BOSTON — Fishermen took a big hit when the coronavirus hit. They had no where to sell their catch.
Jamie Hayward of Portsmouth has not had trouble catching fish these past few months. The problem was what to do with them.
“It’s like the market was no longer there," Hayward said. "When the restaurants closed it almost flat-lined our business, and then we had all the problems in the metropolitan areas and it was really even worse.”
“Necesssity is the mother of invention,” said Gabby Bradt, Ph.D., of New Hampshire Sea Grant, an institute associated with the University of New Hampshire that supports responsible use of the region’s coastal resources.
“One of my jobs the past several years at New Hampshire Sea Grant has been to try and encourage them to think out side the box of normal distribution,” said Bradt.
Now, with the help of New Hampshire Sea Grant, fishermen are setting up “Off the Boat” markets which allow for sales directly to the public.
Learning how to sell like this is an adjustment, considering fishermen usually sell their catch in huge lots at an auction.
It’s an approach that is helping Dennis Robillard of Porstmouth get a fair price for his lobsters.
“I never really envisioned myself doing that," he said. "I’m a fisherman, not a salesman. But sometimes, you need to do what you’ve got to do.”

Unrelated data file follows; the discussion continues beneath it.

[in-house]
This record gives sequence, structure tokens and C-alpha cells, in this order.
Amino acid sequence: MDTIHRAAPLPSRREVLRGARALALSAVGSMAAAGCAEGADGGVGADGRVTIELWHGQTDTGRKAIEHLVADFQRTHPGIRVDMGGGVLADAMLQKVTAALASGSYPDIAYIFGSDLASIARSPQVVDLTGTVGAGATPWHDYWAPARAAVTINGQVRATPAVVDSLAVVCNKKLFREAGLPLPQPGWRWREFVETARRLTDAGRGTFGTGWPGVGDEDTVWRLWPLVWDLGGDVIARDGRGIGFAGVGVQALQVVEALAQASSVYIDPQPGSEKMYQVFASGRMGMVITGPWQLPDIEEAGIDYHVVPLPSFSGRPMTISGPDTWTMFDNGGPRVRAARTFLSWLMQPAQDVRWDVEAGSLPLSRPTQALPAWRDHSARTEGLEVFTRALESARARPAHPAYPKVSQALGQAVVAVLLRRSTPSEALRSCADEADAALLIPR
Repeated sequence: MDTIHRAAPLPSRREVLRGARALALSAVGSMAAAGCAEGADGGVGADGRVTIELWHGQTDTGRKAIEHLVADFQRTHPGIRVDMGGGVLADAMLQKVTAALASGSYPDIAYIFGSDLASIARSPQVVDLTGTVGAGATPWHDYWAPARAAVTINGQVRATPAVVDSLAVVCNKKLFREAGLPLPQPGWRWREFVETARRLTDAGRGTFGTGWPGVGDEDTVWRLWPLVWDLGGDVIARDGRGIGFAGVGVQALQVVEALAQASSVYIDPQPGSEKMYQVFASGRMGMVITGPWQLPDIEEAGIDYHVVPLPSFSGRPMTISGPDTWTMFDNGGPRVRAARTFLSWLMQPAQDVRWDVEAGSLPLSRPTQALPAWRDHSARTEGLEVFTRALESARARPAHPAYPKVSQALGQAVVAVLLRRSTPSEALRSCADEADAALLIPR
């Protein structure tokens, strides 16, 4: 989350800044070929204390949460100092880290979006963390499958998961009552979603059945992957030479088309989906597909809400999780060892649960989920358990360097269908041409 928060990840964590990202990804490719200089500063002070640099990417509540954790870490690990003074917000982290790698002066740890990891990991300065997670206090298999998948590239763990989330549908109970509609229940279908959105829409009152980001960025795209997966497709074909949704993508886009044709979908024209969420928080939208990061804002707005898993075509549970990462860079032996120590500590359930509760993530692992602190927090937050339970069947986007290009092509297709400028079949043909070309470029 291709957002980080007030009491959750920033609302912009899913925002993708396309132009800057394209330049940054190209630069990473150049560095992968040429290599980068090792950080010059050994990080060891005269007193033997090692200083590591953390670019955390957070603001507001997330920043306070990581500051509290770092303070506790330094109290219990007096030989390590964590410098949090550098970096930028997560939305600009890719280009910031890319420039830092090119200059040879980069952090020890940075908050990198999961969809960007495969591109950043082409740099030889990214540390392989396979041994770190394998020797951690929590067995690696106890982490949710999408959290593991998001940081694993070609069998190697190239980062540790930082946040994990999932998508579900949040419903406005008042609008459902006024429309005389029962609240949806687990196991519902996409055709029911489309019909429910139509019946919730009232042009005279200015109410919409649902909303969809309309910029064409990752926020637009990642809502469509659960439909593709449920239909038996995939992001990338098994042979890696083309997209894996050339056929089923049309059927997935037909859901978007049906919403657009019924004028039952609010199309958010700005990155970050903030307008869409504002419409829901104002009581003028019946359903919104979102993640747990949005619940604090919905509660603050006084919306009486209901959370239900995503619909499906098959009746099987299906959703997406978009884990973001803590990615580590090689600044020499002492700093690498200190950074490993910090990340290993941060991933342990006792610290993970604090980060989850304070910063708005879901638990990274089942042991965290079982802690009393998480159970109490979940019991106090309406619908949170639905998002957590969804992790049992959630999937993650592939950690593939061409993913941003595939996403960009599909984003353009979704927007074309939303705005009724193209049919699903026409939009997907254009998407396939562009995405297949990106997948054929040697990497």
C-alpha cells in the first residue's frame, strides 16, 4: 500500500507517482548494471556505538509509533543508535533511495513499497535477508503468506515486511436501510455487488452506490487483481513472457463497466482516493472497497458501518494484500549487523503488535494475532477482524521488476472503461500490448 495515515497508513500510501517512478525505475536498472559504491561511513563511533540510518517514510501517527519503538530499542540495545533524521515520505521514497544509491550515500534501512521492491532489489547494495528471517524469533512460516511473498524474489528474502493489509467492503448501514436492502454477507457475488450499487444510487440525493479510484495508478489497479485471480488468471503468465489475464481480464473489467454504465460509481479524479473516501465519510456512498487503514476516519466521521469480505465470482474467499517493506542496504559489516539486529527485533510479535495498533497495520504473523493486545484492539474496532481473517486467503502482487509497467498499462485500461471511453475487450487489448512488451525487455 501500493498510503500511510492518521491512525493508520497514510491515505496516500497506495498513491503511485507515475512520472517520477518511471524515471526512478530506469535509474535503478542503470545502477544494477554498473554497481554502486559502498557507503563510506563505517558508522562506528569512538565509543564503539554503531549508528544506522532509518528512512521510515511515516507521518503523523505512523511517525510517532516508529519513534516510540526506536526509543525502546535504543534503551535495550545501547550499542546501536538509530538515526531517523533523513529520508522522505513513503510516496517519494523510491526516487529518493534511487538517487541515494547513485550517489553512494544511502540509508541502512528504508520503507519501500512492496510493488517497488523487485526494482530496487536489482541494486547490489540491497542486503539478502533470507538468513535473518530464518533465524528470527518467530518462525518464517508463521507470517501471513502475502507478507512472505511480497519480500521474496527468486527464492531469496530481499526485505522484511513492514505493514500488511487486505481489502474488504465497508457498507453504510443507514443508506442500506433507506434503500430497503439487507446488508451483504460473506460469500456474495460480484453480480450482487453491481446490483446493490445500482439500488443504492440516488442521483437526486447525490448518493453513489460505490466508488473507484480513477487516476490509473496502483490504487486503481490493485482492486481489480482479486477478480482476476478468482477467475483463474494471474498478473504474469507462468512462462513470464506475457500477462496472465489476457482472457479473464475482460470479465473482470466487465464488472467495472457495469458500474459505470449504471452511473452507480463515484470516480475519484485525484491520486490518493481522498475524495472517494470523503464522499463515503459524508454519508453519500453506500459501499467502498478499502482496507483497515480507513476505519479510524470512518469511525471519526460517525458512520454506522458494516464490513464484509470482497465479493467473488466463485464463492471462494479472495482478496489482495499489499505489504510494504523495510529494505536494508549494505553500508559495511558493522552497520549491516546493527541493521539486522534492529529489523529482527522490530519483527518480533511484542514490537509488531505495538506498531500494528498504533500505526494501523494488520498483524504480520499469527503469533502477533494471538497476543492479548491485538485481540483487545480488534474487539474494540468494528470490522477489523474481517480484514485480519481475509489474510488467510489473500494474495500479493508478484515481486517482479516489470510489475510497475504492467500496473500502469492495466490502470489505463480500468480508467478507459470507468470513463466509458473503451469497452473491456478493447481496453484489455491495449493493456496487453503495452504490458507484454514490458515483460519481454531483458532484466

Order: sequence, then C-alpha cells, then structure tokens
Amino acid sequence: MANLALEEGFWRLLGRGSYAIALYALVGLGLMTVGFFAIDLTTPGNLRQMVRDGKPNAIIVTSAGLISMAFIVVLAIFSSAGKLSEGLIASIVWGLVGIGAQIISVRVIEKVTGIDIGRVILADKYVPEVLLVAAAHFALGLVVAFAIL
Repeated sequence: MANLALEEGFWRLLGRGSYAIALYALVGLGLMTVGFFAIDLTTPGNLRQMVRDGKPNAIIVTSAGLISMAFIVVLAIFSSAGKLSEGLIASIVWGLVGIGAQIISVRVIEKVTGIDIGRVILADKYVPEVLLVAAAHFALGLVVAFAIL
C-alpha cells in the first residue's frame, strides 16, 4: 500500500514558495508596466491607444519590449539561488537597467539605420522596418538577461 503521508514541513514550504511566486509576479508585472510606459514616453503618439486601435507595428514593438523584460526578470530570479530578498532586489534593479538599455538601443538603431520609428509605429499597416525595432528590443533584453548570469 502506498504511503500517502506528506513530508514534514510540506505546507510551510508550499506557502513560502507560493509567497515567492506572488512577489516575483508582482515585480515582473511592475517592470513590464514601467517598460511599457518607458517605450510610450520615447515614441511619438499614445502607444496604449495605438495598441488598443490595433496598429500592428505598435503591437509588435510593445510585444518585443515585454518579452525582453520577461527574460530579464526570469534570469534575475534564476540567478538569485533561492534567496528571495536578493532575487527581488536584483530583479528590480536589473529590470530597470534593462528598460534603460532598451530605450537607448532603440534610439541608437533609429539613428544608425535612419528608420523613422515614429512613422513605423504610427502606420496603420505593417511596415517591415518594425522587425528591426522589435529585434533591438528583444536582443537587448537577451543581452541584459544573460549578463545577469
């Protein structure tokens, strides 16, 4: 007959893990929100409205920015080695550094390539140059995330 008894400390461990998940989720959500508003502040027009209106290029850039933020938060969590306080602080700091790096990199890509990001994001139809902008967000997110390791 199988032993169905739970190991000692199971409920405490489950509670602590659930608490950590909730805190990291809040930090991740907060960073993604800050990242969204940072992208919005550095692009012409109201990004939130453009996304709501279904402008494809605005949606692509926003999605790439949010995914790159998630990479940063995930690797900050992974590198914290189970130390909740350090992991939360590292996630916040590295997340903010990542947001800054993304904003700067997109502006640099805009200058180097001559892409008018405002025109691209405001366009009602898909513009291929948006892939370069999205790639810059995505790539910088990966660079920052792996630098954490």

New Hampshire Sea Grant has published a step-by-step guide on how to sell directly while being corona compliant. There is also and emphasis on marketing on social media.
Bradt believes this “Off the Boat” model will last long after the pandemic end, particularly as shoppers continue to value locally sourced foods.
“They’ve tapped into, 'Get to know your fisherman...get to know where your food is coming from, and oh by the way, it didn’t have to go to China first and then come back, and be defrosted,” Bradt said.
The local fishing industry has had to navigate some choppy waters in recent years, but it remains a resilient way of life.
“The fishing industry here in New Hampshire is sort of iconic, and has a long history, in the last decade or so it has not contributed quite as much to the overall local economy, but but it is the heart and soul of the coastal communities here,” added Bradt.
Just before the corona virus hit, the fishing industry was dealing with another big problem with reduced demand from China due to the tariff dispute.
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